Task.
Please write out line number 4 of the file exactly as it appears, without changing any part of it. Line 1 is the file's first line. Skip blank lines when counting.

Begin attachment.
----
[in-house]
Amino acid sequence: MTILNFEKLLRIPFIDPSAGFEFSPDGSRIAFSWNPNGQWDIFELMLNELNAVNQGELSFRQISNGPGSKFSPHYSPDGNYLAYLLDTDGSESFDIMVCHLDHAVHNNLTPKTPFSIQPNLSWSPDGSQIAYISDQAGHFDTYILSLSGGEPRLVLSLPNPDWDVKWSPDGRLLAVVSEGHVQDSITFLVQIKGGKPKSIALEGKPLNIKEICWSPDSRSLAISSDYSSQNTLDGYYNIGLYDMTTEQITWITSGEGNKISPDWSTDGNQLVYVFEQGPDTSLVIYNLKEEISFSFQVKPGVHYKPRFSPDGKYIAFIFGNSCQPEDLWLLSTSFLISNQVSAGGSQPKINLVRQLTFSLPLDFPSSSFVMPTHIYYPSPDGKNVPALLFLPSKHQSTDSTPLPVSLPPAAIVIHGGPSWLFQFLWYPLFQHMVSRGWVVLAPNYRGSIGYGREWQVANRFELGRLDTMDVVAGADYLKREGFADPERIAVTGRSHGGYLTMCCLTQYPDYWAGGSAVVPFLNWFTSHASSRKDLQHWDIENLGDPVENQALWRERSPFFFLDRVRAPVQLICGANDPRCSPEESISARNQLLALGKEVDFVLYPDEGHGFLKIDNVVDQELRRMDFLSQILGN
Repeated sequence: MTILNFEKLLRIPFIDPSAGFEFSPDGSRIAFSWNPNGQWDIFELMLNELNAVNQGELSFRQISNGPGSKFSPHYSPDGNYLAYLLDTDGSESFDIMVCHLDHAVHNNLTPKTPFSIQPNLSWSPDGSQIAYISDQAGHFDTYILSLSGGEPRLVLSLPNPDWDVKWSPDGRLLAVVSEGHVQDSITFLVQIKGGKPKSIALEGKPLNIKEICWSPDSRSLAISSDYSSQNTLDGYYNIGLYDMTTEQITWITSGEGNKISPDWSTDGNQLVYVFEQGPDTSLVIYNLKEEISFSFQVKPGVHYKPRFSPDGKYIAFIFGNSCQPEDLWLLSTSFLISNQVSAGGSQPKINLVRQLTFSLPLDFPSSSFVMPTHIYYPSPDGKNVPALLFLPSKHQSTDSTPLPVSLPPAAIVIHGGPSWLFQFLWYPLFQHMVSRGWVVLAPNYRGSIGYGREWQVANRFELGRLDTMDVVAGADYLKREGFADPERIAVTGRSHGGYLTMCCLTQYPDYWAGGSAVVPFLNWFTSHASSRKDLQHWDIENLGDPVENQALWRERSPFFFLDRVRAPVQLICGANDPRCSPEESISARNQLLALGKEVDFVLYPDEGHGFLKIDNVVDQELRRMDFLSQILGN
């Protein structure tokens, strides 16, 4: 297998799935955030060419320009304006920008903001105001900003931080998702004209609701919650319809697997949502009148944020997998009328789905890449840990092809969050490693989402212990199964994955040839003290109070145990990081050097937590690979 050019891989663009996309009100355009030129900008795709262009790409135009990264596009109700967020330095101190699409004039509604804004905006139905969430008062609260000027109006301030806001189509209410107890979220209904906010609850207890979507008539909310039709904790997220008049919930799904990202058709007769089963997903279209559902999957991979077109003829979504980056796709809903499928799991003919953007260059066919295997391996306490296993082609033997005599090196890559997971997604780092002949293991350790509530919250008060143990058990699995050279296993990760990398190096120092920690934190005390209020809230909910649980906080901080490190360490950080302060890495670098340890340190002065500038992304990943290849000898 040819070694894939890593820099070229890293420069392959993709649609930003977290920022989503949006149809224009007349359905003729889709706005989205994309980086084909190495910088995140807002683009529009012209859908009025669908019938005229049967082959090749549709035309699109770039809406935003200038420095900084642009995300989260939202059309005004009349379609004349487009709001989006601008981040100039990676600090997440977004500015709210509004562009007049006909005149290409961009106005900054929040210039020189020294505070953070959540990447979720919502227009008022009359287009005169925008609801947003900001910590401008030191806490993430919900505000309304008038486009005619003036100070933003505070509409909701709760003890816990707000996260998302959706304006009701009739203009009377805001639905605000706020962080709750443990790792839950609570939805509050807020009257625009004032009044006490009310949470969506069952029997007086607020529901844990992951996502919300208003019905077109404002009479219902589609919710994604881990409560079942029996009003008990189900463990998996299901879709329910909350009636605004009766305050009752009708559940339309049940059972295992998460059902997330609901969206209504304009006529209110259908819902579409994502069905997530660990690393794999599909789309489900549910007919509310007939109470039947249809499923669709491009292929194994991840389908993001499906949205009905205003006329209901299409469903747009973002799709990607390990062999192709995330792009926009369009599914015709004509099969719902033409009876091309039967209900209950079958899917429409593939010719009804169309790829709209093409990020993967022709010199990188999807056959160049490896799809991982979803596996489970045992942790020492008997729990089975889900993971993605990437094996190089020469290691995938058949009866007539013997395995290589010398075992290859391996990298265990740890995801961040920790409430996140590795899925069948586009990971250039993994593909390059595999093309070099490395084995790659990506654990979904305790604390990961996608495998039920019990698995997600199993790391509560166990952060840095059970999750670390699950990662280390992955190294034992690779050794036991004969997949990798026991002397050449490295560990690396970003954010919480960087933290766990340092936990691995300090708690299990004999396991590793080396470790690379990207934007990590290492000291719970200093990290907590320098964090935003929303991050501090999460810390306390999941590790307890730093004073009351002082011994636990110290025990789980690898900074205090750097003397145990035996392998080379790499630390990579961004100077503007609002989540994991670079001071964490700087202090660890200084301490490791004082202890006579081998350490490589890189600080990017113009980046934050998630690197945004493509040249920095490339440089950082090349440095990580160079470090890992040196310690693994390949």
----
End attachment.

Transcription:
């Protein structure tokens, strides 16, 4: 297998799935955030060419320009304006920008903001105001900003931080998702004209609701919650319809697997949502009148944020997998009328789905890449840990092809969050490693989402212990199964994955040839003290109070145990990081050097937590690979 050019891989663009996309009100355009030129900008795709262009790409135009990264596009109700967020330095101190699409004039509604804004905006139905969430008062609260000027109006301030806001189509209410107890979220209904906010609850207890979507008539909310039709904790997220008049919930799904990202058709007769089963997903279209559902999957991979077109003829979504980056796709809903499928799991003919953007260059066919295997391996306490296993082609033997005599090196890559997971997604780092002949293991350790509530919250008060143990058990699995050279296993990760990398190096120092920690934190005390209020809230909910649980906080901080490190360490950080302060890495670098340890340190002065500038992304990943290849000898 040819070694894939890593820099070229890293420069392959993709649609930003977290920022989503949006149809224009007349359905003729889709706005989205994309980086084909190495910088995140807002683009529009012209859908009025669908019938005229049967082959090749549709035309699109770039809406935003200038420095900084642009995300989260939202059309005004009349379609004349487009709001989006601008981040100039990676600090997440977004500015709210509004562009007049006909005149290409961009106005900054929040210039020189020294505070953070959540990447979720919502227009008022009359287009005169925008609801947003900001910590401008030191806490993430919900505000309304008038486009005619003036100070933003505070509409909701709760003890816990707000996260998302959706304006009701009739203009009377805001639905605000706020962080709750443990790792839950609570939805509050807020009257625009004032009044006490009310949470969506069952029997007086607020529901844990992951996502919300208003019905077109404002009479219902589609919710994604881990409560079942029996009003008990189900463990998996299901879709329910909350009636605004009766305050009752009708559940339309049940059972295992998460059902997330609901969206209504304009006529209110259908819902579409994502069905997530660990690393794999599909789309489900549910007919509310007939109470039947249809499923669709491009292929194994991840389908993001499906949205009905205003006329209901299409469903747009973002799709990607390990062999192709995330792009926009369009599914015709004509099969719902033409009876091309039967209900209950079958899917429409593939010719009804169309790829709209093409990020993967022709010199990188999807056959160049490896799809991982979803596996489970045992942790020492008997729990089975889900993971993605990437094996190089020469290691995938058949009866007539013997395995290589010398075992290859391996990298265990740890995801961040920790409430996140590795899925069948586009990971250039993994593909390059595999093309070099490395084995790659990506654990979904305790604390990961996608495998039920019990698995997600199993790391509560166990952060840095059970999750670390699950990662280390992955190294034992690779050794036991004969997949990798026991002397050449490295560990690396970003954010919480960087933290766990340092936990691995300090708690299990004999396991590793080396470790690379990207934007990590290492000291719970200093990290907590320098964090935003929303991050501090999460810390306390999941590790307890730093004073009351002082011994636990110290025990789980690898900074205090750097003397145990035996392998080379790499630390990579961004100077503007609002989540994991670079001071964490700087202090660890200084301490490791004082202890006579081998350490490589890189600080990017113009980046934050998630690197945004493509040249920095490339440089950082090349440095990580160079470090890992040196310690693994390949």